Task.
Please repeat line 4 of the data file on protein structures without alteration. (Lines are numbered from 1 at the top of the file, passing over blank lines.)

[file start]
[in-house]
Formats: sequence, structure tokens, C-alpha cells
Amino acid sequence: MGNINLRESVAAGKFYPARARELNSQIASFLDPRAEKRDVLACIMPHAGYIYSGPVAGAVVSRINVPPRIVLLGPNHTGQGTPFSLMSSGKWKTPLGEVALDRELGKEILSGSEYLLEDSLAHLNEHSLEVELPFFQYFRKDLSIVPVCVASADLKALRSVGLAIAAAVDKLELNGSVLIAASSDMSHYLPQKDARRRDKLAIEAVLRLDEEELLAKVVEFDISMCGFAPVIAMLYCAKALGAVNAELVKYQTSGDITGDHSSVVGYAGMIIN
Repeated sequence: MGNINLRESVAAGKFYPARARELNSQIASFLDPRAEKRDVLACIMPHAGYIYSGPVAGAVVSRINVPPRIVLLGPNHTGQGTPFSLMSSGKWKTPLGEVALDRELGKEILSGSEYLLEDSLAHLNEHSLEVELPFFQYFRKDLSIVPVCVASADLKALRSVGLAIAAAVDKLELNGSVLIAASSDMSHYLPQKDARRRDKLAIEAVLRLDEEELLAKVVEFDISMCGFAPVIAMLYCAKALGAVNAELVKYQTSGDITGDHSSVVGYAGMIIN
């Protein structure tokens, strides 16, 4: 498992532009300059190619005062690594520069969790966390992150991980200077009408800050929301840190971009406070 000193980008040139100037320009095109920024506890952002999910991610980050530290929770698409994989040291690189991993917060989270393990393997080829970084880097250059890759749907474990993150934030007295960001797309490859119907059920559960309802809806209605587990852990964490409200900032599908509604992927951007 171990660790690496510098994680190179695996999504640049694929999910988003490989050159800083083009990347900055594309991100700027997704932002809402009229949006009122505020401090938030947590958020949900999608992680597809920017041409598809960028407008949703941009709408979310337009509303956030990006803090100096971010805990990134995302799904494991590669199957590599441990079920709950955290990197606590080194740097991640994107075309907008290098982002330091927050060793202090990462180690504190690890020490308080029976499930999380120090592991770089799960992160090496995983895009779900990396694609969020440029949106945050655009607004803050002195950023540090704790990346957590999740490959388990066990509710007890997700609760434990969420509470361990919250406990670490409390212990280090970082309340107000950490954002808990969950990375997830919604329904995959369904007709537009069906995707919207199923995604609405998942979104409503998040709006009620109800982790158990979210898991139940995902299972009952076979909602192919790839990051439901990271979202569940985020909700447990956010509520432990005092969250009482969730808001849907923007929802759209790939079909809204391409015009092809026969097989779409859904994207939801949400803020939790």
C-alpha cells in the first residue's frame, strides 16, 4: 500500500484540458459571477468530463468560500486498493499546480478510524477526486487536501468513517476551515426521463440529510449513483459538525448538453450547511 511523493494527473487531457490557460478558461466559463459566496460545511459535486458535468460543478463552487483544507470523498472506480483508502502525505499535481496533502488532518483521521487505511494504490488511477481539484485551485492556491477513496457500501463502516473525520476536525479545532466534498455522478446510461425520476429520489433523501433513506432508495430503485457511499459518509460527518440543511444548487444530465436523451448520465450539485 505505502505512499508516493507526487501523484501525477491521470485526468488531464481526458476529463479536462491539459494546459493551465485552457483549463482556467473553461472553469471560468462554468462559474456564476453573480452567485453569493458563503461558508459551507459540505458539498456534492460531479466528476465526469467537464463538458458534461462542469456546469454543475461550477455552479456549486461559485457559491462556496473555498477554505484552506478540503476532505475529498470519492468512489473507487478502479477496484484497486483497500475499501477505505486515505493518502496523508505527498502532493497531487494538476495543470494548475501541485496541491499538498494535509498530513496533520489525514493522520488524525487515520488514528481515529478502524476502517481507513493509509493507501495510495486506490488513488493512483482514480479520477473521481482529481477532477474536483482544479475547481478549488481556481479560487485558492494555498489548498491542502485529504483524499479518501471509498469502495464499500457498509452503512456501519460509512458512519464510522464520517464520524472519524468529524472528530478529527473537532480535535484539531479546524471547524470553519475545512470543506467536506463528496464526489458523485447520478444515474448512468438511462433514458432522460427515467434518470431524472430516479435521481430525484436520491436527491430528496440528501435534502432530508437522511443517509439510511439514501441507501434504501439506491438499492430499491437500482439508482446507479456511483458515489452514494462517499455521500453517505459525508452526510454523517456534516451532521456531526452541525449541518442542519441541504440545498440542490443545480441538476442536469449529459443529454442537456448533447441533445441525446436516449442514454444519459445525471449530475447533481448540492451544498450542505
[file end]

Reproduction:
Repeated sequence: MGNINLRESVAAGKFYPARARELNSQIASFLDPRAEKRDVLACIMPHAGYIYSGPVAGAVVSRINVPPRIVLLGPNHTGQGTPFSLMSSGKWKTPLGEVALDRELGKEILSGSEYLLEDSLAHLNEHSLEVELPFFQYFRKDLSIVPVCVASADLKALRSVGLAIAAAVDKLELNGSVLIAASSDMSHYLPQKDARRRDKLAIEAVLRLDEEELLAKVVEFDISMCGFAPVIAMLYCAKALGAVNAELVKYQTSGDITGDHSSVVGYAGMIIN